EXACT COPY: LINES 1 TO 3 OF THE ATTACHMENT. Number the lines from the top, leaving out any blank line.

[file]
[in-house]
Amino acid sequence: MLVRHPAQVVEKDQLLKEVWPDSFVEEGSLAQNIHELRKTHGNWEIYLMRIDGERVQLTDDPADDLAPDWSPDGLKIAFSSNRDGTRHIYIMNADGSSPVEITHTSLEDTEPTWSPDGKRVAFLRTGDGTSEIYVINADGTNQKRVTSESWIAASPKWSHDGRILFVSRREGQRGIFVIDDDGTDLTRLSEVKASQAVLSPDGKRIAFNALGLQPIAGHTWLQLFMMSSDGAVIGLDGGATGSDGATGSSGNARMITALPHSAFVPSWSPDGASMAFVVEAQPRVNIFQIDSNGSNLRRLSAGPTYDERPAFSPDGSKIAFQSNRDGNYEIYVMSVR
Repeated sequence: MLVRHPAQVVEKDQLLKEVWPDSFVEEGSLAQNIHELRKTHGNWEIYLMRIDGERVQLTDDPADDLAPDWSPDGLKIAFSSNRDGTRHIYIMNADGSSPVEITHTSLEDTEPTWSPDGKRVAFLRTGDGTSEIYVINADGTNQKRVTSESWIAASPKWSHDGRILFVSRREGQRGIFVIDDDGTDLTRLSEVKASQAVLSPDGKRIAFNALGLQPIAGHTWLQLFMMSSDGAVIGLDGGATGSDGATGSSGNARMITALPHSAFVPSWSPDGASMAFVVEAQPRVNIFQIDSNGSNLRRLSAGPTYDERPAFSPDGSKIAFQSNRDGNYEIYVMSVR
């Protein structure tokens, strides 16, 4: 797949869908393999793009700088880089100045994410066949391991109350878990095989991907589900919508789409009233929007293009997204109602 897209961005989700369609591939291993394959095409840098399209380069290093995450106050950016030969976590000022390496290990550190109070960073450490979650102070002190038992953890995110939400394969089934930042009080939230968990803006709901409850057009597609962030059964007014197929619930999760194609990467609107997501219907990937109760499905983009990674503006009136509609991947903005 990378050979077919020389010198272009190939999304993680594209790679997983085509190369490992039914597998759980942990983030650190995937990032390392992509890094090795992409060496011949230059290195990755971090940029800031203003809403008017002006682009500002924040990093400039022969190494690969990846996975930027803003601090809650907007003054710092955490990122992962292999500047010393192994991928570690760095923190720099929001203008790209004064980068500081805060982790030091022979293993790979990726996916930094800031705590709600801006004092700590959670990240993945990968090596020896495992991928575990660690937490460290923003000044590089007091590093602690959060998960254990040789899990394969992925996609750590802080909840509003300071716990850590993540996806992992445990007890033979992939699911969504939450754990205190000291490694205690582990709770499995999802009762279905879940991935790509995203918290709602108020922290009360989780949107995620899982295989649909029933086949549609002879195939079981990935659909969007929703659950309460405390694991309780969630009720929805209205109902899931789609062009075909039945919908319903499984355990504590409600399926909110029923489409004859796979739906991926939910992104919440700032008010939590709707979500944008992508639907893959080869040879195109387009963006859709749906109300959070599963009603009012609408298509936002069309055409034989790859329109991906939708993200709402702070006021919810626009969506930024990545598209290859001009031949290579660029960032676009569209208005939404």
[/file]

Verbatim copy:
[in-house]
Amino acid sequence: MLVRHPAQVVEKDQLLKEVWPDSFVEEGSLAQNIHELRKTHGNWEIYLMRIDGERVQLTDDPADDLAPDWSPDGLKIAFSSNRDGTRHIYIMNADGSSPVEITHTSLEDTEPTWSPDGKRVAFLRTGDGTSEIYVINADGTNQKRVTSESWIAASPKWSHDGRILFVSRREGQRGIFVIDDDGTDLTRLSEVKASQAVLSPDGKRIAFNALGLQPIAGHTWLQLFMMSSDGAVIGLDGGATGSDGATGSSGNARMITALPHSAFVPSWSPDGASMAFVVEAQPRVNIFQIDSNGSNLRRLSAGPTYDERPAFSPDGSKIAFQSNRDGNYEIYVMSVR
Repeated sequence: MLVRHPAQVVEKDQLLKEVWPDSFVEEGSLAQNIHELRKTHGNWEIYLMRIDGERVQLTDDPADDLAPDWSPDGLKIAFSSNRDGTRHIYIMNADGSSPVEITHTSLEDTEPTWSPDGKRVAFLRTGDGTSEIYVINADGTNQKRVTSESWIAASPKWSHDGRILFVSRREGQRGIFVIDDDGTDLTRLSEVKASQAVLSPDGKRIAFNALGLQPIAGHTWLQLFMMSSDGAVIGLDGGATGSDGATGSSGNARMITALPHSAFVPSWSPDGASMAFVVEAQPRVNIFQIDSNGSNLRRLSAGPTYDERPAFSPDGSKIAFQSNRDGNYEIYVMSVR